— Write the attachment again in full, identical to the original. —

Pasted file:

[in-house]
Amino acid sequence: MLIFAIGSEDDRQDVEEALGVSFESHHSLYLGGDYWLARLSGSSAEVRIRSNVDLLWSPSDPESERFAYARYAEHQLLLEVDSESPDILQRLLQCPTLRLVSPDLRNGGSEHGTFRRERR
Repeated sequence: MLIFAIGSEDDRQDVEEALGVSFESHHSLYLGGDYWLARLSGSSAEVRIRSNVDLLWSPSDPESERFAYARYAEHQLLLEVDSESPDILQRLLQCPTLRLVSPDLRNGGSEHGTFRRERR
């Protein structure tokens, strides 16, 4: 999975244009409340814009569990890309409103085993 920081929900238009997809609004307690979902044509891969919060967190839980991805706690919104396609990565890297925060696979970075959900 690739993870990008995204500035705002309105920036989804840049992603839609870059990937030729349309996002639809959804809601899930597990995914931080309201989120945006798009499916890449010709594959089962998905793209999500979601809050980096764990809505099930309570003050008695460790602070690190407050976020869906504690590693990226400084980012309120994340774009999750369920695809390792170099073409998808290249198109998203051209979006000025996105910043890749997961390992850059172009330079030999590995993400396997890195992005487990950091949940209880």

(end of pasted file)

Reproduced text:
[in-house]
Amino acid sequence: MLIFAIGSEDDRQDVEEALGVSFESHHSLYLGGDYWLARLSGSSAEVRIRSNVDLLWSPSDPESERFAYARYAEHQLLLEVDSESPDILQRLLQCPTLRLVSPDLRNGGSEHGTFRRERR
Repeated sequence: MLIFAIGSEDDRQDVEEALGVSFESHHSLYLGGDYWLARLSGSSAEVRIRSNVDLLWSPSDPESERFAYARYAEHQLLLEVDSESPDILQRLLQCPTLRLVSPDLRNGGSEHGTFRRERR
């Protein structure tokens, strides 16, 4: 999975244009409340814009569990890309409103085993 920081929900238009997809609004307690979902044509891969919060967190839980991805706690919104396609990565890297925060696979970075959900 690739993870990008995204500035705002309105920036989804840049992603839609870059990937030729349309996002639809959804809601899930597990995914931080309201989120945006798009499916890449010709594959089962998905793209999500979601809050980096764990809505099930309570003050008695460790602070690190407050976020869906504690590693990226400084980012309120994340774009999750369920695809390792170099073409998808290249198109998203051209979006000025996105910043890749997961390992850059172009330079030999590995993400396997890195992005487990950091949940209880």